Originally Posted by ITemplate
Well I'm using Bluray ISO's not MKV so that might change how easy it is?
Second - I'm not an expert at all, and I can't say I understand quite what you are saying. But I can see Wiki
that has a nice table that shows what Blu-Ray supports.
Indeed, firstname.lastname@example.org is listed. Also, I have downloaded BDInfo which says that my BD is "1080i / 29,970 fps / 16:9". This information is extracted from the Blu-Ray disc using the "CLIPINF" files - without the gfx card being involved at all.
So...either you are wrong or they are. Or have I got it all mixed up so that you are both right?
EDIT: Just read your post again. Trying to understand. You say "So the final video stream sent to the display is a sequence of frames with interval 16.68ms, i.e., 60 frames per second
". But you also say "BD movie is always either 23.976 frames/sec or 24 frames/sec
". How can those two sentences be equal?
OK, I understand your point. Wiki
says, "Frame rate". A simple conversion: "60 fields per second" = " 30 frames per second". When you write the resolution/progressive or interlaced/rate in the format "1080p/ixxx", xx is usually (i.e. by convention)
- xx = frame rate
for progressive contents (e.g. 1080p24), "fps"
- xx - field rate
for interlace contents (e.g. 1080i60), "fps" is still used with "f" = "frame", so it's xx/2 fps (e.g. "1920 pixels x 1080 pixels, 29.970 fps, interlaced"). The best practice is always add the unit "fps" and write this way, "1080i/30fps", "1080i@30fps", "1080 interlaced 30fps" etc. (The same wiki says, "Some manufacturers will list field rate for interlaced material, but this is incorrect industry practice. To avoid confusion, only FRAME rates should ever be listed."
There are two types of videos:
- Film-based, shot by a movie camera, usually at the rate of 24 frames/s.
- Video-based, shot by a video camera, at the rate of 60 fields/s (NTSC), 50 fields/s (PAL), 30 frames/s, 60 frames/s (recent commercial camcorders). "Dire Straits Alchemy Live" is a typical one. (So the word "video" can have two meanings: video in general and video shot by a video camera.)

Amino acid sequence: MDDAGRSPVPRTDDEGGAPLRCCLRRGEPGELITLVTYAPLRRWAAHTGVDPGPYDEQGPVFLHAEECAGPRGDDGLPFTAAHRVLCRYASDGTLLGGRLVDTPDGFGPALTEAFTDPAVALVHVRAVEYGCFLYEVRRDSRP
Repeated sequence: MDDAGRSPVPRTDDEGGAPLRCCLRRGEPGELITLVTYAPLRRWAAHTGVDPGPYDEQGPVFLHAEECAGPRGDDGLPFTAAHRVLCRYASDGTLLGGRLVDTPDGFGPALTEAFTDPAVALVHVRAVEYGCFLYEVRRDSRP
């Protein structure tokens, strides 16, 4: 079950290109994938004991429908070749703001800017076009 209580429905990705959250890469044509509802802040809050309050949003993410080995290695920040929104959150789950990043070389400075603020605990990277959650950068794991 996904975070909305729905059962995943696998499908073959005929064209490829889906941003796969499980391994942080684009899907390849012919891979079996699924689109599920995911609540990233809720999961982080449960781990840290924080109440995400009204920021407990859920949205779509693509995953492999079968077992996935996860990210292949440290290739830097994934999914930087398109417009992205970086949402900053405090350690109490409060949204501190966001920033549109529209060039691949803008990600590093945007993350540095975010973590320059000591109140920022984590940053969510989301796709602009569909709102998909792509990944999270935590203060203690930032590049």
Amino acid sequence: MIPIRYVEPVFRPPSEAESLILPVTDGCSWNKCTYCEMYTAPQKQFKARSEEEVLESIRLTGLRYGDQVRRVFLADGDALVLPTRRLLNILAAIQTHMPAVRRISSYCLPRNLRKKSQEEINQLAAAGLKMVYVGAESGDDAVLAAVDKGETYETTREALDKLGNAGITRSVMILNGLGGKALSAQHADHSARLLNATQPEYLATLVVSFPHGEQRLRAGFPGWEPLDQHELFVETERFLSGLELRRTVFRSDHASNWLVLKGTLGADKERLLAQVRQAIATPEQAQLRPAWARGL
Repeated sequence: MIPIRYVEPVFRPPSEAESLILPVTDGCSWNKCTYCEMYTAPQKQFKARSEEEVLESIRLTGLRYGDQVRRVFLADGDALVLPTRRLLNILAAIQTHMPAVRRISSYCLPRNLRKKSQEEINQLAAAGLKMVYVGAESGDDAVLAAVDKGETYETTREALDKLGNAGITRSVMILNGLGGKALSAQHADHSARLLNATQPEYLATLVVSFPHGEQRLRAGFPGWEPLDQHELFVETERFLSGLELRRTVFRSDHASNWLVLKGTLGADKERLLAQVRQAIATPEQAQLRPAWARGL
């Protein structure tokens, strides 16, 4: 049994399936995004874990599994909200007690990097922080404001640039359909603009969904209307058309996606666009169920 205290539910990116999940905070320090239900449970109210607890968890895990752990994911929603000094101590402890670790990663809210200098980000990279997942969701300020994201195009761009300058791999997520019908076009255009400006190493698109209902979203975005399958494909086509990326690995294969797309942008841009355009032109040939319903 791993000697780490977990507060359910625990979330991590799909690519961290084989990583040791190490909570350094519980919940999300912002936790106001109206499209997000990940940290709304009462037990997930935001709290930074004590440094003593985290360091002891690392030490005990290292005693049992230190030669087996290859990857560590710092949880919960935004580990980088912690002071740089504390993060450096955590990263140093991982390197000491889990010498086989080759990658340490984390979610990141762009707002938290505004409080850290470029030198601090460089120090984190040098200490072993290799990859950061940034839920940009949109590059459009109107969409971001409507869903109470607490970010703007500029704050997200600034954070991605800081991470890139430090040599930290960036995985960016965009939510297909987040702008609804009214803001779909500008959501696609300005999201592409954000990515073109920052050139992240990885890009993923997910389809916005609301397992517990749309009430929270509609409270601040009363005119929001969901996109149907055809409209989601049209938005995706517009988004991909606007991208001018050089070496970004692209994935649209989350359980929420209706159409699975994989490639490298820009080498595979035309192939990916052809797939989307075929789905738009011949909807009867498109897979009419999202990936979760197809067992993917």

Video contents at 60/50 fields/s is interlaced
(only half of the complete frame [i.e. top or bottom field] is recorded at a time, with the uniform time interval 1/60 = 16.68ms or 1/50 = 20ms). At the play back of such a content, a whole frame is created from neighboring fields by guess work (video-mode deinterlacing
, weave, bob, adaptive, motion adaptive, vector adaptive etc.) and the graphics card outputs a video stream at the rate of 60/50 frames/s
to the display. There is no perfect deinterlacing because the original information is incomplete.
There is "film-mode deinterlacing
". This mode is applied to movies in DVD and broadcast (SD/HD) (the original film, a progressive video at 24/25 fps, is converted to an interlaced one at 60/50 fields/s to be stored in DVD or broadcast format: how
; perhaps you've heard that DVD is always interlaced, that's true) to restore the original film at 24/25 fps. Unlike video-mode deinterlacing, film-mode deinterlacing should restore the original film perfectly. Keywords related to this topic are "inverse telecine (IVTC)
" (a synonym for film-mode deinterlacing) and "pulldown detection
" (detect the correct mode, film or video, and the pulldown or cadence pattern). Movies in BD are always progressive, so (film-mode) deinterlacing is unnecessary.
These are basic facts that everybody should know, but somehow it is hard to find a summary. If you read wiki articles, perhaps you will lose a global picture quickly because of too many technical terms, too broad, too superficial explanations.